June 25, 1944
…..I read with amusement your account of the Germans’ misguided attempt to rattle your brain. Shell shock. As if that could make a difference! No wonder they’re losing the war in Italy….they clearly don’t know their enemy. Now, if they ever learn to aim lower down, they might be able to do some real damage.
…..And…could you just explain to me again how your transfer to the mortar platoon was going to keep you out of danger?
…..Summer has finally arrived over here, too. The lilacs are blooming in the backyard, people are starting to fight over window seats in the streetcars, and just yesterday, I went across the street during my lunch hour to buy one of those soft swirly chocolate malted ice cream cones they sell in the tunnel between Eaton’s and the Annex. I love those things!
…..I tried to pick one scene that would let you enjoy summer in Toronto with me for a moment. Here it is:
…..I was strolling past City Hall last week when a woman appeared on the steps. She was immaculately dressed: pale blue gabardine suit, perky little hat, white leather shoes and clutch purse (for which, believe me, she paid plenty), neat white gloves…the works. She was about half way down the steps when the button must have burst on her pink silk panties (no elastic—the war, you know) because they fell to the ground around her ankles. Without looking down she deftly stepped out of them, kicked them aside and walked on, barely missing a beat.
…..That’s Toronto. In summer. And I think I’ve found a worthy heroine.
…..I met Lucy Angelino the other day, (She’s married now. She used to be Lucy Maglietta) and she gave me a bit of neighbourhood gossip you won’t want to miss.
…..“Do you know Agnes, over on Claremont Street?” she asked. “Bleached blonde…must be over sixty if she’s a day….”
…..“Sure, I said. “She works in the lingerie department at Simpson’s, selling corsets.”
…..“Yeah, that’s her. She has a trim little figure…draws plenty of whistles from guys who catch a rear view. It’s always worth the wait to watch the expression on any fellow who moves in for a closer view…no makeup in the world is magical enough!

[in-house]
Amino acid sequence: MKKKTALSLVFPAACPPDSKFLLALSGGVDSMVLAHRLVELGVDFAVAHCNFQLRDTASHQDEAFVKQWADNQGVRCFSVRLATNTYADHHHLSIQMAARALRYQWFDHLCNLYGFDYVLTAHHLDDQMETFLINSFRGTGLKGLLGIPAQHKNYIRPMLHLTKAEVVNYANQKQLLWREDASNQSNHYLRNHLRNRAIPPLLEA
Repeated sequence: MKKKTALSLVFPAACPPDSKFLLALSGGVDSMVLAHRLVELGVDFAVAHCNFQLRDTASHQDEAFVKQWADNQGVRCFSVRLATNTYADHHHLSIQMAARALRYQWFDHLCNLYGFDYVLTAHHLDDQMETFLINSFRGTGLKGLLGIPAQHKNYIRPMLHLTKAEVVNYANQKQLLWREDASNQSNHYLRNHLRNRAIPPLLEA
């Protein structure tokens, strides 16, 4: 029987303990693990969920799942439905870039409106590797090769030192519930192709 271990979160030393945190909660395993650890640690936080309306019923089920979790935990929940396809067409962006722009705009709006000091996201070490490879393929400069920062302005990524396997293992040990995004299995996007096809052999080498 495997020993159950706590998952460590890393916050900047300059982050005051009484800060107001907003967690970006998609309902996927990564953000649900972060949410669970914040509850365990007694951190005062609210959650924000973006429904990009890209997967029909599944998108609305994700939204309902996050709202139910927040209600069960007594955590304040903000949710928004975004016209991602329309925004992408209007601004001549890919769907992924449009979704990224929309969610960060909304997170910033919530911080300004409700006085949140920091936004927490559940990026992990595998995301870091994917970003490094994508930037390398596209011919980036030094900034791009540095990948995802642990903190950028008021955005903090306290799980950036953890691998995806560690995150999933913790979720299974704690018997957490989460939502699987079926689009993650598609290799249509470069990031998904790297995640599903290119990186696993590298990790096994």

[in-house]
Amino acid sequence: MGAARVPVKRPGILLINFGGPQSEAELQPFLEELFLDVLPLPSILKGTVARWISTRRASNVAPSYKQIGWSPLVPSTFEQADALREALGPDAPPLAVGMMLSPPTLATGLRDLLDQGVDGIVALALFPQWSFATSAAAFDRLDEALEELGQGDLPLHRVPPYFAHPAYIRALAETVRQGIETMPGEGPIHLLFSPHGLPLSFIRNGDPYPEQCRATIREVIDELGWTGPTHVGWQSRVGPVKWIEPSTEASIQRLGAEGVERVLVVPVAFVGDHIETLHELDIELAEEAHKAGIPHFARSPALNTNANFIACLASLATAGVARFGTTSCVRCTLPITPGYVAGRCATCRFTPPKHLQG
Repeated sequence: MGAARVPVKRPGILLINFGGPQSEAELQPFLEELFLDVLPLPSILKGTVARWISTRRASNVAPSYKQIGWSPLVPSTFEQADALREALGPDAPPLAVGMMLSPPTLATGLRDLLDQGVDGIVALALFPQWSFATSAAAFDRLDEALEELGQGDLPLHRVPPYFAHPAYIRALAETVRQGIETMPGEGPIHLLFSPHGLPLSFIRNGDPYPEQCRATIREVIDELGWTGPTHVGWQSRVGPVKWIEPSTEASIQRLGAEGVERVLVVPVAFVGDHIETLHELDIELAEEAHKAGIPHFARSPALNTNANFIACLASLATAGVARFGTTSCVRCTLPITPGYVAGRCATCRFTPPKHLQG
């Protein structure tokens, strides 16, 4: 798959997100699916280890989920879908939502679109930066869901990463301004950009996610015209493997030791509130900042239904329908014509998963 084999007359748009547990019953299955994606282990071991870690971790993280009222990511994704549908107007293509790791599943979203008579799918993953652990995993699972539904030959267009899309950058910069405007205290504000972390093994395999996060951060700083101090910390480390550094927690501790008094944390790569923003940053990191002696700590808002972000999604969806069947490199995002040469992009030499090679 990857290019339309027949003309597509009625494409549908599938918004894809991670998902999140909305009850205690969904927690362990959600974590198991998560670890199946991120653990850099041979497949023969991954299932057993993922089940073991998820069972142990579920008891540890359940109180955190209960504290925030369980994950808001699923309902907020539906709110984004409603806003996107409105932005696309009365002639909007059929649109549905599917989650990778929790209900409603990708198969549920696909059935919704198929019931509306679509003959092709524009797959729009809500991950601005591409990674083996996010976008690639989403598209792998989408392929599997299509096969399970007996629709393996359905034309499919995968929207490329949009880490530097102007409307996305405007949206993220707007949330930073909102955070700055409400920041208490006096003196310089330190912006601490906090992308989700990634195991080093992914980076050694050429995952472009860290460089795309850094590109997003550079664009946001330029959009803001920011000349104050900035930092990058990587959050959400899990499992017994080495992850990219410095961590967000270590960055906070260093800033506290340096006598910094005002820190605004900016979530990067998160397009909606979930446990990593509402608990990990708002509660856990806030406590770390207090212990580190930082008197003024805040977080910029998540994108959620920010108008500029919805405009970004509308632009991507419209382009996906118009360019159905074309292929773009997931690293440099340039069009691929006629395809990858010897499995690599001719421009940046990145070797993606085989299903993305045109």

…..“Well, my brother-in-law Tony went downtown one night to spend some unanticipated black market earnings at a…house of ill repute. Tony’s a pig. And who did he end up with? Agnes.”
…..“Oh, my God!”
…..“So what happened?”
…..“Well, Tony couldn’t high-tail it out of there fast enough! At least, he says he did. But Tony’s a pig.”
…..“It gets better. Tony lives right across the road from her!”
…..Oh, well. I guess in that line of work, you have to have a thick skin.
…..And now for a bit of national news: representative Indians from across Canada gathered in Ottawa earlier this month, intending to establish the ‘first Indian government of Canada’. Apparently they consider the present arrangement a ‘puppet government’, set up by invaders (that would be us). One wonders why they didn’t set up a national government when they had the place all to themselves, if it was so damned important to them.
…..They want to establish their own national independence and the right to use their own currency. (I guess that would be an ‘Indian Head’ coin. Haven’t the Americans already got dibs on that idea?) Maybe they think while the ‘puppet’ is distracted by the war, they’ll be able to take back a chunk of the country and nobody will notice. But I suspect they’ll find it a bit trickier than that.